My dad always told me that confession is good for the soul. Maybe … but it can also be very bad for the reputation. Even so, I’m risking my reputation with you by letting you in on a little secret.
Ready? Here goes.
I have an obsession … with the burners on my stove. I’m driven to keep them spotless and gleaming.
Now that I own a gas stove, this dysfunctional issue may not require therapy, but it wasn’t always this way. I once hovered over the burners on my electric range—the pans, rims, and surface beneath were all targets of my compulsion.
Now, before you put me on your prayer list, let me explain.
When I went to China, I got to meet some of Phil’s students. Oh, I guess I should tell you that was the reason we got to go on such an amazing once-in-a-lifetime trip; Phil was invited to teach at Liaoning Normal University in Dalian, China. While we were there, I got to visit his Venue Management class and meet his students.
Phil had told them I was blind and they were curious and asked lots of the usual questions like, “How do you ___?”(fill in the blank). There are a million “How do you do___? ” kinds of questions when you’re blind, but one young woman’s question totally blew me away — it was very revealing.
In broken, but very good English, she asked: “When you became blind, were you afraid people would be ashamed of you or your family would not love you?”
I overheard the ladies at the table near me in my favorite tea room. They were deep in conversation. The shop was small and they were loud, so I could hear every negative and complaining word — even without trying! One was obsessed with how her husband didn’t measure up to her standards; the other was consumed with bitterness over a boss who she didn’t think valued her as she thought she deserved.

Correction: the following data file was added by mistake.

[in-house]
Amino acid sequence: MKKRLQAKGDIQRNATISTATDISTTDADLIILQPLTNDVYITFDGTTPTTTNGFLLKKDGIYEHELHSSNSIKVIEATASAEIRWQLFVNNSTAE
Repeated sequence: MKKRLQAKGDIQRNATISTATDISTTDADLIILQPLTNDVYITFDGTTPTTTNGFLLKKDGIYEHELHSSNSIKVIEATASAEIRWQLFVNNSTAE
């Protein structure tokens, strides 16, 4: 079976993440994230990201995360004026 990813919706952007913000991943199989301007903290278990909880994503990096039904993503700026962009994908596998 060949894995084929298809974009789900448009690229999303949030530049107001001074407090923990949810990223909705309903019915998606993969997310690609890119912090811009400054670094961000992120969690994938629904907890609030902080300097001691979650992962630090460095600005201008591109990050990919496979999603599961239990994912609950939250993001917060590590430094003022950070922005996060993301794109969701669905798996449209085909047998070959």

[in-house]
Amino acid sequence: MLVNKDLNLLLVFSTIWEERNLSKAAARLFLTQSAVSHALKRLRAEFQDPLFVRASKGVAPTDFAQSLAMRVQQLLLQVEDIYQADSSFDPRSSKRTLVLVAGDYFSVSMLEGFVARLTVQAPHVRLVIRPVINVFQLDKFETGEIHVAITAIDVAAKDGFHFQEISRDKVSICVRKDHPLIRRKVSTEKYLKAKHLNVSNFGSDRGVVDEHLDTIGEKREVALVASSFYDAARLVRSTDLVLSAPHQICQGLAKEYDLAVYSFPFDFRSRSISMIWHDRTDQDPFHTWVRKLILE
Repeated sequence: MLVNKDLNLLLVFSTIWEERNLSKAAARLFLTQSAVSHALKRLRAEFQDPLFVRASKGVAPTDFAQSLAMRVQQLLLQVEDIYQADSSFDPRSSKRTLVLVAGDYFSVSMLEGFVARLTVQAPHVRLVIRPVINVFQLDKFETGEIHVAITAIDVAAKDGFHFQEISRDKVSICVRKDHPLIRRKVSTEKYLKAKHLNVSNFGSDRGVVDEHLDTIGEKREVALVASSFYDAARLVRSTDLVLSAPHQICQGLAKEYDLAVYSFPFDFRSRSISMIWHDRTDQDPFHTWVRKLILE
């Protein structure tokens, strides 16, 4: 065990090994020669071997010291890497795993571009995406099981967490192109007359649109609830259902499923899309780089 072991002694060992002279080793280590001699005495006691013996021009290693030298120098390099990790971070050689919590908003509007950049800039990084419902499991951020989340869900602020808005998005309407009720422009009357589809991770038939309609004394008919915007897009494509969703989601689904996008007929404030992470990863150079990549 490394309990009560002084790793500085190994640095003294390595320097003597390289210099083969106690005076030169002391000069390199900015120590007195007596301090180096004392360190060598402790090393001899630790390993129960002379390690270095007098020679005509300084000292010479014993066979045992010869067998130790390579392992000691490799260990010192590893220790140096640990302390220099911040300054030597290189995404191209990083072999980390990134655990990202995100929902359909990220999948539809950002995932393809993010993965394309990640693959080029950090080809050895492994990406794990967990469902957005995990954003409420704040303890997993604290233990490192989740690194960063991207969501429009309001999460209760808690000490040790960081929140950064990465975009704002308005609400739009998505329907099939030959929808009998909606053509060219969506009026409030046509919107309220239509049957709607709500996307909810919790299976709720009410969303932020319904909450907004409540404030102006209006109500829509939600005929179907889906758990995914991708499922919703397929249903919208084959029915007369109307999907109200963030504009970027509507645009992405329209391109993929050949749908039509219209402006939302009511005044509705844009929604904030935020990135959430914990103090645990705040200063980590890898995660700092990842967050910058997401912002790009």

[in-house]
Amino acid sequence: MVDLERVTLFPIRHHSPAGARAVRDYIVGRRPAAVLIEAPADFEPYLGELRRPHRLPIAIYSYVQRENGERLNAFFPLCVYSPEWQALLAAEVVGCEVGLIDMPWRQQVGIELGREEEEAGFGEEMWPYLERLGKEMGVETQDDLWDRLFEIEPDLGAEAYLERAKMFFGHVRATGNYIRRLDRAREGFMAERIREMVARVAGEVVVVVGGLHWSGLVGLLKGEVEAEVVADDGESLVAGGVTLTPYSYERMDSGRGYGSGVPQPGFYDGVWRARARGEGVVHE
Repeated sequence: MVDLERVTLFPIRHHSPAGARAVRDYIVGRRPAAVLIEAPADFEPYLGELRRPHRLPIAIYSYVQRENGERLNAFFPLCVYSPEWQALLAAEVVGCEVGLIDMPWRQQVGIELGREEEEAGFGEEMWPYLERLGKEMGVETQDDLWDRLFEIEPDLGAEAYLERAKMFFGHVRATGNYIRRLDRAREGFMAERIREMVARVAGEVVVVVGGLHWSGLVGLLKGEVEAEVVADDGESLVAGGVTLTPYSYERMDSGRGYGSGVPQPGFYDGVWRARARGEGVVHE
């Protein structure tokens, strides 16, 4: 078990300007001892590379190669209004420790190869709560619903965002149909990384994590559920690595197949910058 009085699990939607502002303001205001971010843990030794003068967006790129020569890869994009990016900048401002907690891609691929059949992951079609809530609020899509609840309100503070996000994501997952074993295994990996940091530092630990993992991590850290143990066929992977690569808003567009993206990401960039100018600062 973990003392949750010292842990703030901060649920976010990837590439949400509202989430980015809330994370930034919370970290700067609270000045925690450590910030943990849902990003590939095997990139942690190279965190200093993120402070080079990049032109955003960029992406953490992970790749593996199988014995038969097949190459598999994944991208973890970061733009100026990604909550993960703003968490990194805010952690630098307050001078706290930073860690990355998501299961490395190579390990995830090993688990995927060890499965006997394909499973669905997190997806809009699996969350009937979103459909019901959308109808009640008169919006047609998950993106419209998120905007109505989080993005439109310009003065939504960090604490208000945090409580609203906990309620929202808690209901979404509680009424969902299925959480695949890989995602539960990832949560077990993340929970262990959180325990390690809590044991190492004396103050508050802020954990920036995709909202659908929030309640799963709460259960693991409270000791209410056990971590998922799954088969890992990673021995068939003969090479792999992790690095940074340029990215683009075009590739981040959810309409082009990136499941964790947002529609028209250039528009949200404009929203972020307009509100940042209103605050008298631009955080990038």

It struck me that they were both miserable — not because of what they lacked, but because of what they had. One was married; she had a husband, security and companionship. The other was employed; she had a job which provided her security and income. Yet, both were miserable and discontent with the portion they had.
I’ve been there too. That’s probably why their conversation struck such a familiar tone with in me! I often complain about what I have, overlooking the blessing it really is.
Sometimes we girls just feel spent, right? And, when we are flat out overwhelmed and running on empty, I don’t know about you, but that is when my feelings start to get really wobbly! We may be physically spent, emotionally raw, mentally zapped or spiritually dry. Can I get a witness?!
That’s what my sweet southern grandma used to tell me every time I visited her. “Mama” taught me a lot through her words and her life. I giggle now at that stern admonishment. As a little girl I vowed I would never watch one — even though I had no idea what in the world a “so-popper” was.
Now, be aware that each time my petite Mama preached her anti-so-popper doctrine; she was sipping a Coca-Cola and her eyes were glued to Days of our Lives or All My Children.
It was not until I was a young adult that I finally realized what she was actually warning me against. The words “soap operas” had gotten lost in her thick as sweet-southern-molasses Georgia accent. While that is actually really good advice from my grandmother, even greater wisdom comes from her favorite Psalm. She quoted it to me often. (Just not during the soaps!)